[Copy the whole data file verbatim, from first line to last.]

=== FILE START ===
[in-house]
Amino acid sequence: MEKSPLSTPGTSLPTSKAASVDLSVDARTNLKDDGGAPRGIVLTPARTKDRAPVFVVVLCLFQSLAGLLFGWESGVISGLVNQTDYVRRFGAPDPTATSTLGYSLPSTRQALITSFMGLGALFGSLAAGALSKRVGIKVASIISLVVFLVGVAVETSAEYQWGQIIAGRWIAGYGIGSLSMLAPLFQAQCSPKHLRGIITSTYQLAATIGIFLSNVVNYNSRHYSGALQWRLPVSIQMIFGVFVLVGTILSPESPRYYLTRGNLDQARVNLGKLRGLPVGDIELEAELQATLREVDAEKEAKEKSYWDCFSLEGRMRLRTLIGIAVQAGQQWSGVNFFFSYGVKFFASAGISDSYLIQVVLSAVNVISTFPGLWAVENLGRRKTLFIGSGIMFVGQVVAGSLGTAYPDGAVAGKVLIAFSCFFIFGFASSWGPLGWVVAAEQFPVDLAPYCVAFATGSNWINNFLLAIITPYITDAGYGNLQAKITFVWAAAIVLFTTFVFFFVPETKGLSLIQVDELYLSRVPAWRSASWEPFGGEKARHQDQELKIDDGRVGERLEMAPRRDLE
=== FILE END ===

[in-house]
Amino acid sequence: MEKSPLSTPGTSLPTSKAASVDLSVDARTNLKDDGGAPRGIVLTPARTKDRAPVFVVVLCLFQSLAGLLFGWESGVISGLVNQTDYVRRFGAPDPTATSTLGYSLPSTRQALITSFMGLGALFGSLAAGALSKRVGIKVASIISLVVFLVGVAVETSAEYQWGQIIAGRWIAGYGIGSLSMLAPLFQAQCSPKHLRGIITSTYQLAATIGIFLSNVVNYNSRHYSGALQWRLPVSIQMIFGVFVLVGTILSPESPRYYLTRGNLDQARVNLGKLRGLPVGDIELEAELQATLREVDAEKEAKEKSYWDCFSLEGRMRLRTLIGIAVQAGQQWSGVNFFFSYGVKFFASAGISDSYLIQVVLSAVNVISTFPGLWAVENLGRRKTLFIGSGIMFVGQVVAGSLGTAYPDGAVAGKVLIAFSCFFIFGFASSWGPLGWVVAAEQFPVDLAPYCVAFATGSNWINNFLLAIITPYITDAGYGNLQAKITFVWAAAIVLFTTFVFFFVPETKGLSLIQVDELYLSRVPAWRSASWEPFGGEKARHQDQELKIDDGRVGERLEMAPRRDLE